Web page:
Instructional Technology (IT) is a constantly evolving field.  The ability to adapt is an absolute necessity to manage the needs imposed by emerging technologies, range of skill in personnel and students, troubleshooting hardware and software, curriculum, and budget concerns.  Technology increases the flexibility of educators (Alberta Education, 2004).  IT leaders guide and support this new found flexibility.  IT Leaders must respond and adapt to these rapid changes in order to best meet the needs of educators and students.

The primary outcome of an educational technology integration specialist, as opposed to a director or manager of technology, is to facilitate the integration of the Information and Communication Technology Program of Studies to educate students in the use and application of technology.  In education, an effective leader, IT or otherwise, must always bring the focus back to the students, and what is best for their learning and skill development.  An educational technology specialist provides leadership, support, and professional development to educators, helping develop skills and provide tools in the area of education technology.  Gibson (2001) characterises a leadership role in technology including the following tasks: addressing concerns, supporting teachers, participating in training, developing an inventory, developing a financial plan, maintenance, and developing expertise.  If an IT leader is expected to fulfill these needs in a school or in a division level, flexibility is essential to meet such ranging responsibilities.  Teachers need help to integrate and manage technology to create meaningful and curriculum based learning opportunities where the students are not just learning a new technology, but using technology as a tool to learn curricular outcomes from another subject.

If the key outcome is to enhance student learning, IT Leaders need to focus on providing assistance, expertise, troubleshooting, training, and help to teachers integrating technology in the classroom.  These tasks indicate that an IT leader has a diverse, continually shifting role.  The ability to adapt is essential to balancing and meeting the needs of the teachers and learners they strive to assist.  Whether it is finding a desktop sharing tool for video conferencing, changing course settings in a learning management system, choosing a blogging platform for an elementary classroom, or facilitating a cross classroom collaborative project, an IT leader is always juggling many requests, tasks, and assignments.  An inflexible leader that insists on a “Do as I do, now” (Fullen, 2001 p. 35) pacesetting attitude will not adapt to the change that is inevitable in an IT environment; they will just push forward, ignorant of resistance and problems.  Embracing change and leading through it can make all the difference.  An effective IT leader will adapt to change to ensure the essential outcome of enhancing student learning.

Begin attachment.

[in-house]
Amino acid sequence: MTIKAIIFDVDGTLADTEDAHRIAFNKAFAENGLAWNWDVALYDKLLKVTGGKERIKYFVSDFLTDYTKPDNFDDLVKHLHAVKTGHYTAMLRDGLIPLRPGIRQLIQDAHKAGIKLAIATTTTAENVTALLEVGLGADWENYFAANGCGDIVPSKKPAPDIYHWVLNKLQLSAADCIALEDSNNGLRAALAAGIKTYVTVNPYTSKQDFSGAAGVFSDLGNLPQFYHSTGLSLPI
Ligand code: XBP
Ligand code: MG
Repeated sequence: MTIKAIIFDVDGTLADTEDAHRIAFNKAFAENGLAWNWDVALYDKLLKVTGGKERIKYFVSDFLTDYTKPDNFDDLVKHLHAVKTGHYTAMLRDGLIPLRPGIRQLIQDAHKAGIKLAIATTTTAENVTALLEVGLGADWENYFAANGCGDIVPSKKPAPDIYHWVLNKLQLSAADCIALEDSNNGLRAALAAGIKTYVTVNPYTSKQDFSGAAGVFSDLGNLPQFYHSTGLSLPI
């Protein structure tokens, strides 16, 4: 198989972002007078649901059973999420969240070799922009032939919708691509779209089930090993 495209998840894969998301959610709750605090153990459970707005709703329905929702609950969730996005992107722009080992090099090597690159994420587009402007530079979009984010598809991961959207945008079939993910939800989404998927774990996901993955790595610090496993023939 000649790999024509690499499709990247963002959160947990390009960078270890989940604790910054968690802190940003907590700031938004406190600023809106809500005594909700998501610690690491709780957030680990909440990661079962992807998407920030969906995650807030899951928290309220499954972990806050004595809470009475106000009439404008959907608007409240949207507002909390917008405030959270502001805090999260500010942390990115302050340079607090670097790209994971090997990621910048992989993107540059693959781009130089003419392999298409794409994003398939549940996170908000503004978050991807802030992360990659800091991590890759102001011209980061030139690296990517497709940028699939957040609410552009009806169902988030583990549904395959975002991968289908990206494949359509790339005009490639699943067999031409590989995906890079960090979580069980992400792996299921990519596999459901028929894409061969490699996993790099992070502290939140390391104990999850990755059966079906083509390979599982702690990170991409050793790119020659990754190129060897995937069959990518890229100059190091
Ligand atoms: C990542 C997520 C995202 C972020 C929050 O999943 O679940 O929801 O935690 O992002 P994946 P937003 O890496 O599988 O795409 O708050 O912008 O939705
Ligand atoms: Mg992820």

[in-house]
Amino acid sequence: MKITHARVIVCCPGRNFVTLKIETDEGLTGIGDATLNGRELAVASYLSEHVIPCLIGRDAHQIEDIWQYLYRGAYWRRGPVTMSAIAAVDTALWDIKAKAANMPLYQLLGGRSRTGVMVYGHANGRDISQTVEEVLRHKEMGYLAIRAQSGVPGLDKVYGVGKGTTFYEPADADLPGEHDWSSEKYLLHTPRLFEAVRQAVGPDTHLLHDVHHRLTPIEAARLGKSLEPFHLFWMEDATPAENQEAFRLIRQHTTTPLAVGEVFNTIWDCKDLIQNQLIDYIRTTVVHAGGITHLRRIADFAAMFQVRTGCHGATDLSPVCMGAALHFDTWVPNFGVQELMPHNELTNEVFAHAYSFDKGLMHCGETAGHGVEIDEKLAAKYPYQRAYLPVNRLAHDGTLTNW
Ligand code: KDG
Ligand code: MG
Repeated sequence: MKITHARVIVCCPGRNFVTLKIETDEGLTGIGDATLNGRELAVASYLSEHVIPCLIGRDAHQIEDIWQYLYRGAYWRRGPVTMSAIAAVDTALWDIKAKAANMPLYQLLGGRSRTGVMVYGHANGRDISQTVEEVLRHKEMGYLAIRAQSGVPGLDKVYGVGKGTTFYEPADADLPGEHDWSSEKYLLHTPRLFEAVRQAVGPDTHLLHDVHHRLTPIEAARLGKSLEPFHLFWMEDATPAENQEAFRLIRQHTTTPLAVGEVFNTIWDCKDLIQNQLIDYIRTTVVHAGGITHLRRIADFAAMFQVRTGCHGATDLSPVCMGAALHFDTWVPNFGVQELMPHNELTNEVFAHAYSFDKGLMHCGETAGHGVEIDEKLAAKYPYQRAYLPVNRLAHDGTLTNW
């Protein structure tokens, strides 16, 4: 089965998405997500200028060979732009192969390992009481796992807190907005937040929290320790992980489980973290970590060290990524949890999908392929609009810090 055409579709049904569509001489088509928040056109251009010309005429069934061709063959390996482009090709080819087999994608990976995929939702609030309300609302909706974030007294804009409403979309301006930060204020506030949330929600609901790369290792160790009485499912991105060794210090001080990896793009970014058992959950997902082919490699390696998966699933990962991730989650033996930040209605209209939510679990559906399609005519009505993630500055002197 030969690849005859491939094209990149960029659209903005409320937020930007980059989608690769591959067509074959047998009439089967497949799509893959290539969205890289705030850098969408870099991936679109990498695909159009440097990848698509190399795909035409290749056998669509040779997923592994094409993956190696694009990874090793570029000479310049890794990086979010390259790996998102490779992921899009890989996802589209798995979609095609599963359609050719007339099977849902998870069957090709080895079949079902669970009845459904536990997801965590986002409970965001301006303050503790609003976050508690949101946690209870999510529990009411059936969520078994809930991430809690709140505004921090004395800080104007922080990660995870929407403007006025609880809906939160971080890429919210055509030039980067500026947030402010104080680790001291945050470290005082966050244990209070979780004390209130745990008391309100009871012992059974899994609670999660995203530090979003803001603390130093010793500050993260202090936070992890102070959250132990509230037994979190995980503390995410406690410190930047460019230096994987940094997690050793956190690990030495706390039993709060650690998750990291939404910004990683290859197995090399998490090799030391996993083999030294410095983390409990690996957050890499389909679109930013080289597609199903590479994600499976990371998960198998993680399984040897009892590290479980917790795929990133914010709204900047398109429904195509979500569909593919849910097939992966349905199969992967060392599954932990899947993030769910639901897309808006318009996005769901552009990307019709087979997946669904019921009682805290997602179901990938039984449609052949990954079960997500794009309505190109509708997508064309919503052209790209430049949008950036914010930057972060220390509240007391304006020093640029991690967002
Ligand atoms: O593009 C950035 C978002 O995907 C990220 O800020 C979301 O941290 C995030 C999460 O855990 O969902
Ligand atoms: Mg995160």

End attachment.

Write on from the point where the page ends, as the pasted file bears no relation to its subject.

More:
International Society for Technology in Education (2009) lists technology leadership standards that include “continual growth in technology knowledge and skills to stay abreast of current and emerging technologies.”  Change and growth are such a common theme in IT that keeping pace with development requires a personality that is open to change and moves with the changing needs, requirements, and advancements that will help to facilitate student learning.


Alberta Education. (2004). Learning and Technology Policy Framework. Retrieved April 2,2009 from

Gibson, I. W. (2001). The Role of School Administrators in the Process of Effectively Integrating School Technology into School Learning Environments: New Research from the Mid-West.  In Tollett, J. R., Educational Leadership. [SITE 2001 Section] (pp. 43-47).  Retrieved June 25, 2009 from

Fullan, M. (2001). Leading in a Culture of Change. San Francisco: Wiley & Sons.

International Society For Technology in Education (2009). Technology Leadership Standards. Retrieved April 17, 2009 from